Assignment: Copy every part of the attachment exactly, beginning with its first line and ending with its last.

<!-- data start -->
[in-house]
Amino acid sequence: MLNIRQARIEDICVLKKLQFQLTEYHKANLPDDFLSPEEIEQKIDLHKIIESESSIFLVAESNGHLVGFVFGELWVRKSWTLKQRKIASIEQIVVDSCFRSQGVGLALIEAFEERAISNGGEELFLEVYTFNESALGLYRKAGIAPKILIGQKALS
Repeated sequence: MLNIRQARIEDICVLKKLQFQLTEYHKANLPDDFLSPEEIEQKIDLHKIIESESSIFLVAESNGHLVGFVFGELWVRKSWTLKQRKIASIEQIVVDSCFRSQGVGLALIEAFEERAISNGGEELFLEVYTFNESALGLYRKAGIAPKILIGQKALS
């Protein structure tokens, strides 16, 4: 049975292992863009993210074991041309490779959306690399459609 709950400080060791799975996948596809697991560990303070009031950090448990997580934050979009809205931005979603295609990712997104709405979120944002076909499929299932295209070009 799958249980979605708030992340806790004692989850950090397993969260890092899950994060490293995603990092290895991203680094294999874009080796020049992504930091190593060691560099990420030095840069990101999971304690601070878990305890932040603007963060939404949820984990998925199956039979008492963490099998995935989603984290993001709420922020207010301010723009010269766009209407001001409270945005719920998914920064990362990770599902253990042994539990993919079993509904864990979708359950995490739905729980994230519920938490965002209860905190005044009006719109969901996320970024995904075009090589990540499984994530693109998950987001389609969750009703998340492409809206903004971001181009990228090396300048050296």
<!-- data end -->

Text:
[in-house]
Amino acid sequence: MLNIRQARIEDICVLKKLQFQLTEYHKANLPDDFLSPEEIEQKIDLHKIIESESSIFLVAESNGHLVGFVFGELWVRKSWTLKQRKIASIEQIVVDSCFRSQGVGLALIEAFEERAISNGGEELFLEVYTFNESALGLYRKAGIAPKILIGQKALS
Repeated sequence: MLNIRQARIEDICVLKKLQFQLTEYHKANLPDDFLSPEEIEQKIDLHKIIESESSIFLVAESNGHLVGFVFGELWVRKSWTLKQRKIASIEQIVVDSCFRSQGVGLALIEAFEERAISNGGEELFLEVYTFNESALGLYRKAGIAPKILIGQKALS
């Protein structure tokens, strides 16, 4: 049975292992863009993210074991041309490779959306690399459609 709950400080060791799975996948596809697991560990303070009031950090448990997580934050979009809205931005979603295609990712997104709405979120944002076909499929299932295209070009 799958249980979605708030992340806790004692989850950090397993969260890092899950994060490293995603990092290895991203680094294999874009080796020049992504930091190593060691560099990420030095840069990101999971304690601070878990305890932040603007963060939404949820984990998925199956039979008492963490099998995935989603984290993001709420922020207010301010723009010269766009209407001001409270945005719920998914920064990362990770599902253990042994539990993919079993509904864990979708359950995490739905729980994230519920938490965002209860905190005044009006719109969901996320970024995904075009090589990540499984994530693109998950987001389609969750009703998340492409809206903004971001181009990228090396300048050296």